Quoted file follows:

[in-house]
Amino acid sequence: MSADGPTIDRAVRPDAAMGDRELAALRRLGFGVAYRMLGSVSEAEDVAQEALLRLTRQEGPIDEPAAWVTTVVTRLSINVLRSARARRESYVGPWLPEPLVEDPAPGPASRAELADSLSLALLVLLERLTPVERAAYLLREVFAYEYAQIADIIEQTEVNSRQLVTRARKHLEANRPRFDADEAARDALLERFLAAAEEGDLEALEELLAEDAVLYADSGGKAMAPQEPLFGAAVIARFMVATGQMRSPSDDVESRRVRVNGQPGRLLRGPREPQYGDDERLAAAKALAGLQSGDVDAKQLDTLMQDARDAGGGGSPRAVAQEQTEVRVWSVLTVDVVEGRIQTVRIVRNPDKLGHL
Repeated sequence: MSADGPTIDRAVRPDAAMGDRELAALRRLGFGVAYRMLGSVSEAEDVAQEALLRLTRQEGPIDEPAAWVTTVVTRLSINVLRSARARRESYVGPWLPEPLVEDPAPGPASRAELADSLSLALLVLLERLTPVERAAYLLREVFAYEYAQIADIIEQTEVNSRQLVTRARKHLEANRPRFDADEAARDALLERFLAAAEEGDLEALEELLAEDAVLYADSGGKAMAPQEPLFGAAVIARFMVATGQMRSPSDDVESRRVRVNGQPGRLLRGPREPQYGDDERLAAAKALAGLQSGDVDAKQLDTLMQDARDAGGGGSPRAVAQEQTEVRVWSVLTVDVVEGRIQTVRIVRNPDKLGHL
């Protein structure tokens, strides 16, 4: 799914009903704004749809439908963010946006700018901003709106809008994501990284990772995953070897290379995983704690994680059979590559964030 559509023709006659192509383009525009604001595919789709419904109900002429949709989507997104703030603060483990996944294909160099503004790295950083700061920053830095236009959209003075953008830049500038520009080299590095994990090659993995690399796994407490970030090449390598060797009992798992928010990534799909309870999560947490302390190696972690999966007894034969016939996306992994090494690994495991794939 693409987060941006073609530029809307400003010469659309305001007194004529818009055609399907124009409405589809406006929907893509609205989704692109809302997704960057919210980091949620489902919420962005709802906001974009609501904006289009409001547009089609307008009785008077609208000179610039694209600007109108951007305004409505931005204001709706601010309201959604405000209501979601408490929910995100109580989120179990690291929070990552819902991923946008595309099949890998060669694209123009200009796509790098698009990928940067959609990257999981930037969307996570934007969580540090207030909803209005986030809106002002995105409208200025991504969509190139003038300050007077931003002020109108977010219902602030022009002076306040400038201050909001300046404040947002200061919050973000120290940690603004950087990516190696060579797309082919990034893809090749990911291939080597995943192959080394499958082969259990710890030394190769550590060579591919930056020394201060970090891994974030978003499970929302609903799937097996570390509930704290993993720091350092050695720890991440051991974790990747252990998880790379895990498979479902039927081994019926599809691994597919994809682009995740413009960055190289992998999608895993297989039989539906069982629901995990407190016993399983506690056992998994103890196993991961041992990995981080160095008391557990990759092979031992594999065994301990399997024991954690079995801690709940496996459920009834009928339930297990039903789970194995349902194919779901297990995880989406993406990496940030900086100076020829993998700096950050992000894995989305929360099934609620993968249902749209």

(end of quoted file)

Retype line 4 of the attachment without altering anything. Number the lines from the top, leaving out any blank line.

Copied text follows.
């Protein structure tokens, strides 16, 4: 799914009903704004749809439908963010946006700018901003709106809008994501990284990772995953070897290379995983704690994680059979590559964030 559509023709006659192509383009525009604001595919789709419904109900002429949709989507997104703030603060483990996944294909160099503004790295950083700061920053830095236009959209003075953008830049500038520009080299590095994990090659993995690399796994407490970030090449390598060797009992798992928010990534799909309870999560947490302390190696972690999966007894034969016939996306992994090494690994495991794939 693409987060941006073609530029809307400003010469659309305001007194004529818009055609399907124009409405589809406006929907893509609205989704692109809302997704960057919210980091949620489902919420962005709802906001974009609501904006289009409001547009089609307008009785008077609208000179610039694209600007109108951007305004409505931005204001709706601010309201959604405000209501979601408490929910995100109580989120179990690291929070990552819902991923946008595309099949890998060669694209123009200009796509790098698009990928940067959609990257999981930037969307996570934007969580540090207030909803209005986030809106002002995105409208200025991504969509190139003038300050007077931003002020109108977010219902602030022009002076306040400038201050909001300046404040947002200061919050973000120290940690603004950087990516190696060579797309082919990034893809090749990911291939080597995943192959080394499958082969259990710890030394190769550590060579591919930056020394201060970090891994974030978003499970929302609903799937097996570390509930704290993993720091350092050695720890991440051991974790990747252990998880790379895990498979479902039927081994019926599809691994597919994809682009995740413009960055190289992998999608895993297989039989539906069982629901995990407190016993399983506690056992998994103890196993991961041992990995981080160095008391557990990759092979031992594999065994301990399997024991954690079995801690709940496996459920009834009928339930297990039903789970194995349902194919779901297990995880989406993406990496940030900086100076020829993998700096950050992000894995989305929360099934609620993968249902749209």